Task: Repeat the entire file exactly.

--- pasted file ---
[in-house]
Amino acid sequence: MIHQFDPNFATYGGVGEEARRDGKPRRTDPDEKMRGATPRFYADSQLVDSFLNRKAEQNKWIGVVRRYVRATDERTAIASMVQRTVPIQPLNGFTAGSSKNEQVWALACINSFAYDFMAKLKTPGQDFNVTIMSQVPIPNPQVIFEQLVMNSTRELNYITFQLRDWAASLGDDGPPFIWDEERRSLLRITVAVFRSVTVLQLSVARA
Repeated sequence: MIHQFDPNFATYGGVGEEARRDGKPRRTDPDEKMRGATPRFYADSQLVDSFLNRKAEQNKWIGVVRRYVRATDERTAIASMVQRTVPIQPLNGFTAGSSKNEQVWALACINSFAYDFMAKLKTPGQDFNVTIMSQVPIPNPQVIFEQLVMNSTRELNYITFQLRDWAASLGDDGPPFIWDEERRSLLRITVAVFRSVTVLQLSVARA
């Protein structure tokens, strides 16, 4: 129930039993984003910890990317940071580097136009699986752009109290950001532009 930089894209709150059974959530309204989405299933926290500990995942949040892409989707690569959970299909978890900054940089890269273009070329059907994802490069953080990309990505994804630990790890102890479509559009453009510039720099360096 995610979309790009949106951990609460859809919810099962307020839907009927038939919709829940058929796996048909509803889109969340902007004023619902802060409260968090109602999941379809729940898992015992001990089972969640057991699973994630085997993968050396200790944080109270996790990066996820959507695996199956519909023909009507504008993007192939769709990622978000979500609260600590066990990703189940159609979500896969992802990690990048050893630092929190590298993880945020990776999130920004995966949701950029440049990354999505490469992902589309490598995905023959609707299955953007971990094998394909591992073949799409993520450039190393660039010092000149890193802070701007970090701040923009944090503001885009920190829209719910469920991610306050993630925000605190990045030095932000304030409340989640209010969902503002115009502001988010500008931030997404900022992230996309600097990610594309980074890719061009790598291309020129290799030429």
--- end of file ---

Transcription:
[in-house]
Amino acid sequence: MIHQFDPNFATYGGVGEEARRDGKPRRTDPDEKMRGATPRFYADSQLVDSFLNRKAEQNKWIGVVRRYVRATDERTAIASMVQRTVPIQPLNGFTAGSSKNEQVWALACINSFAYDFMAKLKTPGQDFNVTIMSQVPIPNPQVIFEQLVMNSTRELNYITFQLRDWAASLGDDGPPFIWDEERRSLLRITVAVFRSVTVLQLSVARA
Repeated sequence: MIHQFDPNFATYGGVGEEARRDGKPRRTDPDEKMRGATPRFYADSQLVDSFLNRKAEQNKWIGVVRRYVRATDERTAIASMVQRTVPIQPLNGFTAGSSKNEQVWALACINSFAYDFMAKLKTPGQDFNVTIMSQVPIPNPQVIFEQLVMNSTRELNYITFQLRDWAASLGDDGPPFIWDEERRSLLRITVAVFRSVTVLQLSVARA
């Protein structure tokens, strides 16, 4: 129930039993984003910890990317940071580097136009699986752009109290950001532009 930089894209709150059974959530309204989405299933926290500990995942949040892409989707690569959970299909978890900054940089890269273009070329059907994802490069953080990309990505994804630990790890102890479509559009453009510039720099360096 995610979309790009949106951990609460859809919810099962307020839907009927038939919709829940058929796996048909509803889109969340902007004023619902802060409260968090109602999941379809729940898992015992001990089972969640057991699973994630085997993968050396200790944080109270996790990066996820959507695996199956519909023909009507504008993007192939769709990622978000979500609260600590066990990703189940159609979500896969992802990690990048050893630092929190590298993880945020990776999130920004995966949701950029440049990354999505490469992902589309490598995905023959609707299955953007971990094998394909591992073949799409993520450039190393660039010092000149890193802070701007970090701040923009944090503001885009920190829209719910469920991610306050993630925000605190990045030095932000304030409340989640209010969902503002115009502001988010500008931030997404900022992230996309600097990610594309980074890719061009790598291309020129290799030429």